UNF, a nationally ranked university located on an environmentally beautiful campus, offers students who are dedicated to enriching the lives of others the opportunity to build their own futures through a well-rounded education.
Outstanding African-American students in the Duval County Public Schools were honored for academic excellence and community impact at the 34th annual High Potential Youth Recognition Awards Program last night at the University of North Florida Fine Arts Center Lazzara Performance Hall.
The top eight high school seniors received one-time academic scholarships and include Sandrilla Awad Elkarim, Atlantic Coast High School; Eric Mitchell, Paxon School for Advanced Studies; Alonna Turner, Alexis Williams and Victoria Laws, Robert E. Lee High School; Nkosi Alexander-Williams, Sandalwood High School; Mahelet Dalke, Samuel W. Wolfson High School; and Sydney Lewis, Stanton College Preparatory.
Alexander-Williams and Awad Elkarim are also committed to attend UNF and are recipients of the Jacksonville Commitment Scholarship. Awad Elkarim has a 4.0 recalculated GPA and was also presented the Dr. Caroline Annette Cody Memorial Scholarship Award, while Alexander-Williams, who graduated with a 4.73 recalculated GPA, enters the UNF Hicks Honors College with an associate’s degree.
UNF presented scholarships along with the Dr. Caroline Annette Cody Memorial Foundation, Dr. James A. Joyner, III Memorial Foundation, The Gary Legacy Scholarship, Ralph and Jeannine Frasier Scholarship and the Jack and Jill of America. A new scholarship, the Conqueror’s Award, was awarded to honor exceptional students with learning disabilities who have conquered some of life’s greatest challenges.
More than 830 students with a GPA of 3.50 or above were invited to the program and were recognized with gift certificates and prizes. Melanie Lawson, WJXT Ch. 4 morning anchor, served as the master of ceremonies, while Charles Griggs, 100 Black Men of Jacksonville president, gave the keynote speech.
The program is a joint venture between UNF, DCPS and Gamma Beta Boule, the local member boule of Sigma Pi Phi Fraternity. Business partnership donors are PGA TOUR, Inc., Florida Blue, The Gary Firm, The Renaissance Group and Southern King Holdings, LLC.
Since its inception 34 years ago, the annual High Potential Youth Recognition Awards Program has honored the top African-American students in Jacksonville. Through partnerships and joint ventures, it has provided more than $1 million in scholarship money to honor students for outstanding academic achievement and extracurricular community involvement.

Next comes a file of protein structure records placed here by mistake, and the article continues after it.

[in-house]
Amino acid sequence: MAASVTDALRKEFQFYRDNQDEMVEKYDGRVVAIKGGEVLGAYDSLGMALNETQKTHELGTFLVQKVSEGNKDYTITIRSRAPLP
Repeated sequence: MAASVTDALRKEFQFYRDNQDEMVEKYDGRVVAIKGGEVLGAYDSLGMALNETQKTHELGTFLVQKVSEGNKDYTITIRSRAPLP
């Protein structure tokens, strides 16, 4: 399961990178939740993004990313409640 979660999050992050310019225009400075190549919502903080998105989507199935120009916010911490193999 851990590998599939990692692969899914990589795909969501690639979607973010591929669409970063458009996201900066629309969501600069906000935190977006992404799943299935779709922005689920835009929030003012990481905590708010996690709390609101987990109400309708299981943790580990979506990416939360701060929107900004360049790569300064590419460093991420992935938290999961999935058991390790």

Lyndsey Smith, a senior in the University of North Florida’s Jacksonville Teacher Residency (JTR) program in the College of Education and Human Services (COEHS), was recently honored as the 2018 AmeriCorps Member of the Year.
Volunteer Florida recognized Smith at an April 9 ceremony in Miami out of 1,500 Senior Corps and AmeriCorps members who are currently serving in 34 Florida counties. Smith, a Bartram Park resident who will graduate today with an education degree, is being honored for providing exceptional service to the community and exemplifying Volunteer Florida’s values of service, leadership, collaboration and excellence.
“We are extremely proud of Lyndsey’s selection, as she exemplifies a commitment to service while enacting the core principles of the program,” said Dr. Wanda Lastrapes, JTR AmeriCorps program director. “Her passion and commitment to urban teaching is evident through her knowledge and implementation of relevant and engaging standards-based lessons.”
Smith spearheaded the launch of a Girls on the Run (GOTR) program at Andrew Robinson Elementary School to build her students’ confidence, communication skills and connections with their peers and in the community. The program focuses on values that may not be taught in school: self-esteem, bystander intervention, diffusing anger and other important social skills as well as improving physical health by training to run a 5K race.
“I participated in a GOTR program when I was in third grade,” said Smith. “I took so much out of the program and realized the need for it at Andrew Robinson.”
As part of the JTR program, Smith completed several community service hours, including completing a beautification project on MLK Day, while teaching her students about the importance of service.
Smith currently serves as a UNF COEHS ambassador and has served in leadership positions on campus as communications chair of the UNF chapter of Student Florida Education Association, vice president of a politically affiliated club and resident assistant.
The JTR is a partnership between UNF’s COEHS and Duval County Public Schools, supported by the Corporation for National and Community Service, the National Science Foundation and the Jacksonville Public Education Fund. The program is currently preparing its fifth cohort of teachers for urban classrooms.
The mission of the JTR program is to recruit, prepare and retain a diverse population of highly effective teachers who serve in high-needs schools to ensure that Duval County students are college and career ready.